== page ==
Problem: Urban blight
Solution: Investment in opportunity zones
What are opportunity zones?
Opportunity zones are census tracts of land designated by the Tax Cuts and Jobs Act of 2017. They exist in all 50 states and five United States territories. The entirety of Puerto Rico is an opportunity zone. To qualify as an opportunity zone, the census tract must have:
- A poverty rate of at least 20%, OR
- A median family income of:
- No more than 80% of the statewide median family income for census tracts within non-metropolitan areas.
- No more than 80% of the greater statewide median family income or the overall family income for census tracts within metropolitan areas.
In each jurisdiction, up to 25% of the census tracts that meet this criteria can be nominated as opportunity zones. Nearly 8,700 census tracts in America were certified as opportunity zones by the U.S. Department of Treasury in June 2018. The federal government’s goal in establishing these zones is to stimulate private investment in exchange for capital gain tax incentives. The tax benefits are as follows:
- Investors can be granted immediate tax deferrals for qualifying gains invested in opportunity zone funds until April 2027.
- Investors who hold their Opportunity Fund investments for at least five years prior to December 31, 2026 can reduce the liability on their deferred capital gain principal by 10%.
- Investors who hold their Opportunity Fund investments for at least seven years prior to December 31, 2026 can reduce the liability on their deferred capital gain principal by 15%.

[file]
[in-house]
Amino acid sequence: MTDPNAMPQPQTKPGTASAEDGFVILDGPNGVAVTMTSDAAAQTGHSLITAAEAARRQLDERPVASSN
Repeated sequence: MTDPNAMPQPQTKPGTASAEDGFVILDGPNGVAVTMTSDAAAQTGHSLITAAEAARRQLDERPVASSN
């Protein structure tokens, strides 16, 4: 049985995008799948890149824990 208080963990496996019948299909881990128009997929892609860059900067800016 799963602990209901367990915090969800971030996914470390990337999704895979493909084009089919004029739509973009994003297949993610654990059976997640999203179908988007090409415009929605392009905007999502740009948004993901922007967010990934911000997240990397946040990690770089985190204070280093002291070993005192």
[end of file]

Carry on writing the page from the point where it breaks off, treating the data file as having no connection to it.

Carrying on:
- Investors who hold their Opportunity Fund investments for at least ten years can pay no taxes on gains earned on their Opportunity Fund investments.
How are opportunity zones solving the problem?
Attracted by tax incentives, private investment can now help spur business development in lower-income communities within opportunity zones. This, in turn, reduces poverty, lowers the crime rate, and raises property values. In the past, similar “opportunity zone”-like incentives have been signed into law, such as Empowerment Zones and Enterprise Communities. However, these projects failed at utilizing all of the investment capital available. They focused on active investors: those who had started or would be starting businesses in these areas. Opportunity zones, however, can tap unused capital (approximately $6 trillion) provided by passive investors. Allowing passive investors to fund development in opportunity zones creates a larger opportunity for growth within these communities than previous acts had allowed.
What are some issues with opportunity zones?
There are two potentially large issues with the creation of opportunity zones. Firstly, opportunity zones can cause gentrification in these lower-income communities. Some residents of opportunity zones fear that rents and other costs will rise due to the influx of outside investments. This brings us to the other potential issue: too much investment in real estate and not enough investment in start-up businesses. The purpose of opportunity zones is to attract passive investors to revitalize communities and create jobs, but many fear that these passive investors look to only invest in real estate. This could have the opposite effect of sparking business development, instead driving rents up, residents out, and, as mentioned above, possibly resulting in gentrification.
What’s the environmental impact of opportunity zones?
Opportunity zones, although controversial, can be beneficial to the environment when invested in correctly. For example, the KNGDM Group led by former Tennessee Titan Derrick Morgan looks to invest in developing environmentally sustainable housing in opportunity zones.